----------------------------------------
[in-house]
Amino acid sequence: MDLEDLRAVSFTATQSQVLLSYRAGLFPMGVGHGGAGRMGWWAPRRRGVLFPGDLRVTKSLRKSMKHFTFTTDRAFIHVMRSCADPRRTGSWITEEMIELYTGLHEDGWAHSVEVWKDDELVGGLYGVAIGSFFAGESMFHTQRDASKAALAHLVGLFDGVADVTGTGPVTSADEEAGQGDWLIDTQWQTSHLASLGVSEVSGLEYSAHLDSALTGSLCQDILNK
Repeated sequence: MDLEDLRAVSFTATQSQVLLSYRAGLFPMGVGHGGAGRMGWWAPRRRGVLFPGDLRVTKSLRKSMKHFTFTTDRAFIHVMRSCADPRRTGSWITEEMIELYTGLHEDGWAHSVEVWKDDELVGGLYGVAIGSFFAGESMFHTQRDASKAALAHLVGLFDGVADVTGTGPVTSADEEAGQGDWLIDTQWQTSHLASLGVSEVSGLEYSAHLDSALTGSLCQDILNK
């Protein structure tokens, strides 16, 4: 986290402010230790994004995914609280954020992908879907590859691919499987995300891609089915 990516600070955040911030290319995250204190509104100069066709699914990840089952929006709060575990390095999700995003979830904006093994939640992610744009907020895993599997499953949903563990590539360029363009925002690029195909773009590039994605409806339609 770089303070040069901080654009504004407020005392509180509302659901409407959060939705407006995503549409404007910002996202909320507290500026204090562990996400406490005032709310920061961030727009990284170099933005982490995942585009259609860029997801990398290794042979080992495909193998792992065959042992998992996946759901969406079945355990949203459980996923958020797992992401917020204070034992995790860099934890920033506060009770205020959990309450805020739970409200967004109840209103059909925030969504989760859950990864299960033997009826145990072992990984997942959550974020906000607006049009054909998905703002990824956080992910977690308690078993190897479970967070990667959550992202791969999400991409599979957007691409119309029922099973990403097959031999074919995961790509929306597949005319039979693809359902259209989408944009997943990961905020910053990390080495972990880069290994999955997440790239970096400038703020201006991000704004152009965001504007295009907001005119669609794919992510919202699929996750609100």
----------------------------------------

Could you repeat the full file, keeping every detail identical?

[in-house]
Amino acid sequence: MDLEDLRAVSFTATQSQVLLSYRAGLFPMGVGHGGAGRMGWWAPRRRGVLFPGDLRVTKSLRKSMKHFTFTTDRAFIHVMRSCADPRRTGSWITEEMIELYTGLHEDGWAHSVEVWKDDELVGGLYGVAIGSFFAGESMFHTQRDASKAALAHLVGLFDGVADVTGTGPVTSADEEAGQGDWLIDTQWQTSHLASLGVSEVSGLEYSAHLDSALTGSLCQDILNK
Repeated sequence: MDLEDLRAVSFTATQSQVLLSYRAGLFPMGVGHGGAGRMGWWAPRRRGVLFPGDLRVTKSLRKSMKHFTFTTDRAFIHVMRSCADPRRTGSWITEEMIELYTGLHEDGWAHSVEVWKDDELVGGLYGVAIGSFFAGESMFHTQRDASKAALAHLVGLFDGVADVTGTGPVTSADEEAGQGDWLIDTQWQTSHLASLGVSEVSGLEYSAHLDSALTGSLCQDILNK
């Protein structure tokens, strides 16, 4: 986290402010230790994004995914609280954020992908879907590859691919499987995300891609089915 990516600070955040911030290319995250204190509104100069066709699914990840089952929006709060575990390095999700995003979830904006093994939640992610744009907020895993599997499953949903563990590539360029363009925002690029195909773009590039994605409806339609 770089303070040069901080654009504004407020005392509180509302659901409407959060939705407006995503549409404007910002996202909320507290500026204090562990996400406490005032709310920061961030727009990284170099933005982490995942585009259609860029997801990398290794042979080992495909193998792992065959042992998992996946759901969406079945355990949203459980996923958020797992992401917020204070034992995790860099934890920033506060009770205020959990309450805020739970409200967004109840209103059909925030969504989760859950990864299960033997009826145990072992990984997942959550974020906000607006049009054909998905703002990824956080992910977690308690078993190897479970967070990667959550992202791969999400991409599979957007691409119309029922099973990403097959031999074919995961790509929306597949005319039979693809359902259209989408944009997943990961905020910053990390080495972990880069290994999955997440790239970096400038703020201006991000704004152009965001504007295009907001005119669609794919992510919202699929996750609100």